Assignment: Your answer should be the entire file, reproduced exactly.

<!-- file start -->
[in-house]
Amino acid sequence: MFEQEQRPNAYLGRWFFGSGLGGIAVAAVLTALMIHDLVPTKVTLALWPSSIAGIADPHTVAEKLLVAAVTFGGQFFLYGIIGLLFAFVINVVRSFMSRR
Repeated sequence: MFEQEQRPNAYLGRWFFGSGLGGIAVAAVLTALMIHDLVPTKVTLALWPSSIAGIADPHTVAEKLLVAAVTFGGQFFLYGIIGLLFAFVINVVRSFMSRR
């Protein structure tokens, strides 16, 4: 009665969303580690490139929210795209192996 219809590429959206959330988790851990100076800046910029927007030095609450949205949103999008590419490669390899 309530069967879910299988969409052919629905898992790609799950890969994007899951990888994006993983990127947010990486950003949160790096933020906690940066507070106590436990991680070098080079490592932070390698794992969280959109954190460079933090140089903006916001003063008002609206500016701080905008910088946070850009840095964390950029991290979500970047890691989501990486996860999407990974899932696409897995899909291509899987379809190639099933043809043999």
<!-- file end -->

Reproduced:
[in-house]
Amino acid sequence: MFEQEQRPNAYLGRWFFGSGLGGIAVAAVLTALMIHDLVPTKVTLALWPSSIAGIADPHTVAEKLLVAAVTFGGQFFLYGIIGLLFAFVINVVRSFMSRR
Repeated sequence: MFEQEQRPNAYLGRWFFGSGLGGIAVAAVLTALMIHDLVPTKVTLALWPSSIAGIADPHTVAEKLLVAAVTFGGQFFLYGIIGLLFAFVINVVRSFMSRR
């Protein structure tokens, strides 16, 4: 009665969303580690490139929210795209192996 219809590429959206959330988790851990100076800046910029927007030095609450949205949103999008590419490669390899 309530069967879910299988969409052919629905898992790609799950890969994007899951990888994006993983990127947010990486950003949160790096933020906690940066507070106590436990991680070098080079490592932070390698794992969280959109954190460079933090140089903006916001003063008002609206500016701080905008910088946070850009840095964390950029991290979500970047890691989501990486996860999407990974899932696409897995899909291509899987379809190639099933043809043999």